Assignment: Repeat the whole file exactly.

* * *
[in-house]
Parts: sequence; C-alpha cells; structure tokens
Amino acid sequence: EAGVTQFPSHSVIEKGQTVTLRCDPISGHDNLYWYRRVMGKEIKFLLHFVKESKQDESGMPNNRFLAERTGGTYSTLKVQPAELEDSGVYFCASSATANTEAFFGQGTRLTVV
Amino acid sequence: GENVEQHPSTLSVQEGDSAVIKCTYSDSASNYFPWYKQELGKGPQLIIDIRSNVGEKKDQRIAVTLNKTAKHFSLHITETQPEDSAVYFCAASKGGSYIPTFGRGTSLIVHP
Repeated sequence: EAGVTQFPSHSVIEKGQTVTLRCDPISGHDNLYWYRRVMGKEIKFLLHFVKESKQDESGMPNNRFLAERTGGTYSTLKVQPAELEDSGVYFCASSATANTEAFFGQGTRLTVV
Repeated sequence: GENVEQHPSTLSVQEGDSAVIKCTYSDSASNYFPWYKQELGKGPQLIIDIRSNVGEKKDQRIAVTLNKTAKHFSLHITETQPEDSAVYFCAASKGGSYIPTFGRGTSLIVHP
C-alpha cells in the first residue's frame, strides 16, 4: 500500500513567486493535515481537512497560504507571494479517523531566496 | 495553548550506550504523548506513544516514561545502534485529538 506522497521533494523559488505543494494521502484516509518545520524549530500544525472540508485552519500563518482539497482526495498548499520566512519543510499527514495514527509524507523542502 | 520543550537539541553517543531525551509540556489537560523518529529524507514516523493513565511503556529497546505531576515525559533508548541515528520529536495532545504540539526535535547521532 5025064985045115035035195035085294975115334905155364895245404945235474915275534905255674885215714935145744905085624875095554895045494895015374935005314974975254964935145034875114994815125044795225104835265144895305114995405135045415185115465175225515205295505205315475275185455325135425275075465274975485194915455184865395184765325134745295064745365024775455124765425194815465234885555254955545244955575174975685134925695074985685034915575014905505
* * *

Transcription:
[in-house]
Parts: sequence; C-alpha cells; structure tokens
Amino acid sequence: EAGVTQFPSHSVIEKGQTVTLRCDPISGHDNLYWYRRVMGKEIKFLLHFVKESKQDESGMPNNRFLAERTGGTYSTLKVQPAELEDSGVYFCASSATANTEAFFGQGTRLTVV
Amino acid sequence: GENVEQHPSTLSVQEGDSAVIKCTYSDSASNYFPWYKQELGKGPQLIIDIRSNVGEKKDQRIAVTLNKTAKHFSLHITETQPEDSAVYFCAASKGGSYIPTFGRGTSLIVHP
Repeated sequence: EAGVTQFPSHSVIEKGQTVTLRCDPISGHDNLYWYRRVMGKEIKFLLHFVKESKQDESGMPNNRFLAERTGGTYSTLKVQPAELEDSGVYFCASSATANTEAFFGQGTRLTVV
Repeated sequence: GENVEQHPSTLSVQEGDSAVIKCTYSDSASNYFPWYKQELGKGPQLIIDIRSNVGEKKDQRIAVTLNKTAKHFSLHITETQPEDSAVYFCAASKGGSYIPTFGRGTSLIVHP
C-alpha cells in the first residue's frame, strides 16, 4: 500500500513567486493535515481537512497560504507571494479517523531566496 | 495553548550506550504523548506513544516514561545502534485529538 506522497521533494523559488505543494494521502484516509518545520524549530500544525472540508485552519500563518482539497482526495498548499520566512519543510499527514495514527509524507523542502 | 520543550537539541553517543531525551509540556489537560523518529529524507514516523493513565511503556529497546505531576515525559533508548541515528520529536495532545504540539526535535547521532 5025064985045115035035195035085294975115334905155364895245404945235474915275534905255674885215714935145744905085624875095554895045494895015374935005314974975254964935145034875114994815125044795225104835265144895305114995405135045415185115465175225515205295505205315475275185455325135425275075465274975485194915455184865395184765325134745295064745365024775455124765425194815465234885555254955545244955575174975685134925695074985685034915575014905505